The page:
Monday, May 23, 2011
The joy of scales
Original oil - 6x6"
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Just got home from teaching a couple of workshops on Vancouver Island. In working with 30 students over 6 days, I was reminded of our reluctance to spend our painting time on work that is not leading to a "finished product" - something tangible to show for our time. Coupled with this is the idea that painting is supposed to be fun. Always and only fun.
I find whenever I propose the idea that serious painting requires determined, intensely focused, incredibly challenging hard work, a minority of heads in the room nod in agreement, while most folks start tensing up.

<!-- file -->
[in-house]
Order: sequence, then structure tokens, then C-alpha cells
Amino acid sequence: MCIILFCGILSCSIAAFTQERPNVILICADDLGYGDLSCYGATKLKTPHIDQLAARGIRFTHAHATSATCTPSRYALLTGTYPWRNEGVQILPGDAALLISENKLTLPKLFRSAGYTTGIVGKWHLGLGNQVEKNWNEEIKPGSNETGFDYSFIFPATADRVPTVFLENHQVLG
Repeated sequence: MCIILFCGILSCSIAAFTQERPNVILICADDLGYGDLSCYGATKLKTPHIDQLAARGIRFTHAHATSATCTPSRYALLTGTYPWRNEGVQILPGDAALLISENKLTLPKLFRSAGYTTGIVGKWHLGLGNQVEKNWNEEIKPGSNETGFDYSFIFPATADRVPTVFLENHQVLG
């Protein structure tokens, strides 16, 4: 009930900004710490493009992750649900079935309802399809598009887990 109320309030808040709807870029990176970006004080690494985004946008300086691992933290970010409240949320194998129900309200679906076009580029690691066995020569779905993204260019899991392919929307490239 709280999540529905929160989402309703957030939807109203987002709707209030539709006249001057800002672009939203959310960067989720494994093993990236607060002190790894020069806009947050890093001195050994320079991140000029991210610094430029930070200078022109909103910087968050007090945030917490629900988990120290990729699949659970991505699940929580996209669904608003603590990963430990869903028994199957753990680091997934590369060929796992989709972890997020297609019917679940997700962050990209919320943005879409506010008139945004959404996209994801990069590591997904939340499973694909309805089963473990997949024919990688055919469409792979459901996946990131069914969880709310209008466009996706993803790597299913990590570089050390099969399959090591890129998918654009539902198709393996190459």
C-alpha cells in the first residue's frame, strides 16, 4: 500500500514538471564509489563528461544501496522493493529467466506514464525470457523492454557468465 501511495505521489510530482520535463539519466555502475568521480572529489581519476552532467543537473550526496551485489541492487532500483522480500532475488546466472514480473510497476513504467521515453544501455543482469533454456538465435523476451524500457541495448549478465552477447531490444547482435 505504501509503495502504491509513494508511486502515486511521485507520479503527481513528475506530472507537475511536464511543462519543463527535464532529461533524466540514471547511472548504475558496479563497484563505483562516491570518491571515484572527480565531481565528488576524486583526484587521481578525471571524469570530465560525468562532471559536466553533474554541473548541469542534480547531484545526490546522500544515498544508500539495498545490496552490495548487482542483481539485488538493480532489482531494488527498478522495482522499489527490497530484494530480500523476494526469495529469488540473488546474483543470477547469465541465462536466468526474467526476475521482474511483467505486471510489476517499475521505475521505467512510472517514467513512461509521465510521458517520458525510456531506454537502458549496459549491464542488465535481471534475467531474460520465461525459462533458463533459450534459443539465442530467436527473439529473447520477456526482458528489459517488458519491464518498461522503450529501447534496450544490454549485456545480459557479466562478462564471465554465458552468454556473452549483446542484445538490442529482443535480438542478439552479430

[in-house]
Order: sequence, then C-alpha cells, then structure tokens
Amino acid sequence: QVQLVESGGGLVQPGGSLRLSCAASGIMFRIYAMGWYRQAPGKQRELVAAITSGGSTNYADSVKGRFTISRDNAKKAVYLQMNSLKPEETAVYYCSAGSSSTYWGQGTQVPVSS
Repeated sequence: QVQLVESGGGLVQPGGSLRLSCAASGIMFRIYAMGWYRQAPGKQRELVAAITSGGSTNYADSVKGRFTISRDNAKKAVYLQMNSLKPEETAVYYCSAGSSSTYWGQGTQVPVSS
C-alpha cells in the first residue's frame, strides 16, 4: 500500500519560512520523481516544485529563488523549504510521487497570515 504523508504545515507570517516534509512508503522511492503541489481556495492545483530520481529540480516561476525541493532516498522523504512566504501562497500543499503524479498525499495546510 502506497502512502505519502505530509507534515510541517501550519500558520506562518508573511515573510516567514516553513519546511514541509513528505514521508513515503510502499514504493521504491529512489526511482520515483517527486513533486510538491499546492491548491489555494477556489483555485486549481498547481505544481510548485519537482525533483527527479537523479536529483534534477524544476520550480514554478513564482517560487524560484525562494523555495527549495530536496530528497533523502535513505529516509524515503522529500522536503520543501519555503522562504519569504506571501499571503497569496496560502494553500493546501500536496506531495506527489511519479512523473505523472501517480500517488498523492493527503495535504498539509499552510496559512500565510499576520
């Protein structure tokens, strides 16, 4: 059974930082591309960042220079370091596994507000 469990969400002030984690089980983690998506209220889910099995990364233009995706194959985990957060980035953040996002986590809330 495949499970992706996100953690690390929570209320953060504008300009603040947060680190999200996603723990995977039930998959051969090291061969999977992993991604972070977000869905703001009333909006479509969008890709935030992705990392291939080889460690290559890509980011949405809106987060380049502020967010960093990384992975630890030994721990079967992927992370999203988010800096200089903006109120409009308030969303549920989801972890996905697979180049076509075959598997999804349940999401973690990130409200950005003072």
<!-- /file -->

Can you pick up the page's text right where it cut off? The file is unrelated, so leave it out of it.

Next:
When we are presented with an exercise (or several) that forces us out of our comfort zone, our natural inclination is to run, fast and far. We like to move away from awkwardness, from "looking bad", from anything that has the potential for "failure" built in to it.
The key is to notice that feeling and dive head first into the discomfort, in service of our growth - of moving toward our full potential as artists. We can only get there by breaking this enormously difficult undertaking into its individual parts (drawing, design, shape, value, color, and medium specific technique) and honing each one, so that our wholes become an expression of all that we are capable of.